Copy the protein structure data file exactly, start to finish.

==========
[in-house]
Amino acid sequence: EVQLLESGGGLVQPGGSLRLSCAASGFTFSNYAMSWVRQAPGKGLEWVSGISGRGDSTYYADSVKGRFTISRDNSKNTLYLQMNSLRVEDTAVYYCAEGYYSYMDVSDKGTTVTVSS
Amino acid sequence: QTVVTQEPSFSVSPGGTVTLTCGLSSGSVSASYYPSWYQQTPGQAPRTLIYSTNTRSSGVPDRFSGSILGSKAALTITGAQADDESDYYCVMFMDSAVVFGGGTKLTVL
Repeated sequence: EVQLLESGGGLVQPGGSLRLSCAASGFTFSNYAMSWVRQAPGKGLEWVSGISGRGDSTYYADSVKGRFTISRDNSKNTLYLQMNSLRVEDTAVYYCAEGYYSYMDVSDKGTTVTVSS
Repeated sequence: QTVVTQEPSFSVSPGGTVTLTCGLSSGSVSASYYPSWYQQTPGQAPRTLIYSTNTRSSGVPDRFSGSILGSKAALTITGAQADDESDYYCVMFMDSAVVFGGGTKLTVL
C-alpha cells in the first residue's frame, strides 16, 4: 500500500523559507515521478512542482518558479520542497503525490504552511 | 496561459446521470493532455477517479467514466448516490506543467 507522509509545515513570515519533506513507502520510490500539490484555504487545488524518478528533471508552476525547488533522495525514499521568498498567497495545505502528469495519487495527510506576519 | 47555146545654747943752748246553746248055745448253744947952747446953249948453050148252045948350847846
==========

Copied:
[in-house]
Amino acid sequence: EVQLLESGGGLVQPGGSLRLSCAASGFTFSNYAMSWVRQAPGKGLEWVSGISGRGDSTYYADSVKGRFTISRDNSKNTLYLQMNSLRVEDTAVYYCAEGYYSYMDVSDKGTTVTVSS
Amino acid sequence: QTVVTQEPSFSVSPGGTVTLTCGLSSGSVSASYYPSWYQQTPGQAPRTLIYSTNTRSSGVPDRFSGSILGSKAALTITGAQADDESDYYCVMFMDSAVVFGGGTKLTVL
Repeated sequence: EVQLLESGGGLVQPGGSLRLSCAASGFTFSNYAMSWVRQAPGKGLEWVSGISGRGDSTYYADSVKGRFTISRDNSKNTLYLQMNSLRVEDTAVYYCAEGYYSYMDVSDKGTTVTVSS
Repeated sequence: QTVVTQEPSFSVSPGGTVTLTCGLSSGSVSASYYPSWYQQTPGQAPRTLIYSTNTRSSGVPDRFSGSILGSKAALTITGAQADDESDYYCVMFMDSAVVFGGGTKLTVL
C-alpha cells in the first residue's frame, strides 16, 4: 500500500523559507515521478512542482518558479520542497503525490504552511 | 496561459446521470493532455477517479467514466448516490506543467 507522509509545515513570515519533506513507502520510490500539490484555504487545488524518478528533471508552476525547488533522495525514499521568498498567497495545505502528469495519487495527510506576519 | 47555146545654747943752748246553746248055745448253744947952747446953249948453050148252045948350847846